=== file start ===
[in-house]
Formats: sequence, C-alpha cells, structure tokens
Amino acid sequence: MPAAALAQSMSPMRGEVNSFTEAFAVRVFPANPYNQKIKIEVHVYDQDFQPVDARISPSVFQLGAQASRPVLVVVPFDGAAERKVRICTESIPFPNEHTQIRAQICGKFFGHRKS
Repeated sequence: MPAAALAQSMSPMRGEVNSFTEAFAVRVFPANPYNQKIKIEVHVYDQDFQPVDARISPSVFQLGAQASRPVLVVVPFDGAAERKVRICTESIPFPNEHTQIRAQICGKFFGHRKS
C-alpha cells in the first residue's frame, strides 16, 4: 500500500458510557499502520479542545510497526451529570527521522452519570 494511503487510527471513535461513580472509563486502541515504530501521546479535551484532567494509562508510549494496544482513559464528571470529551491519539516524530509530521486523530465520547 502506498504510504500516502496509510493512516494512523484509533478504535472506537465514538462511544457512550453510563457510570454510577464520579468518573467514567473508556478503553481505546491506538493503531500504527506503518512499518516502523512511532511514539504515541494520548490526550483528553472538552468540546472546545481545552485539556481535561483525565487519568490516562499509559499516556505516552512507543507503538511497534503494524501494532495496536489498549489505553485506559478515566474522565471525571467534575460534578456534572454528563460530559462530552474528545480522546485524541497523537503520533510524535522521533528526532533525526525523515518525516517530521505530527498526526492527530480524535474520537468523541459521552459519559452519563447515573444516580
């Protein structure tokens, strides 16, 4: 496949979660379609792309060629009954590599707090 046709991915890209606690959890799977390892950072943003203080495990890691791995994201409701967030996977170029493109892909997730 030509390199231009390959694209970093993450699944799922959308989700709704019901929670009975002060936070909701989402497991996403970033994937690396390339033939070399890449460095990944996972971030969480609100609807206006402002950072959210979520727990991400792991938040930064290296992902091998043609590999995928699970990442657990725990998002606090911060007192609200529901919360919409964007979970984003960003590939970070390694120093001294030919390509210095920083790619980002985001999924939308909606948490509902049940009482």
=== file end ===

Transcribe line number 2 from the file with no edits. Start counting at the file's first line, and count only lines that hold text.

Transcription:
Formats: sequence, C-alpha cells, structure tokens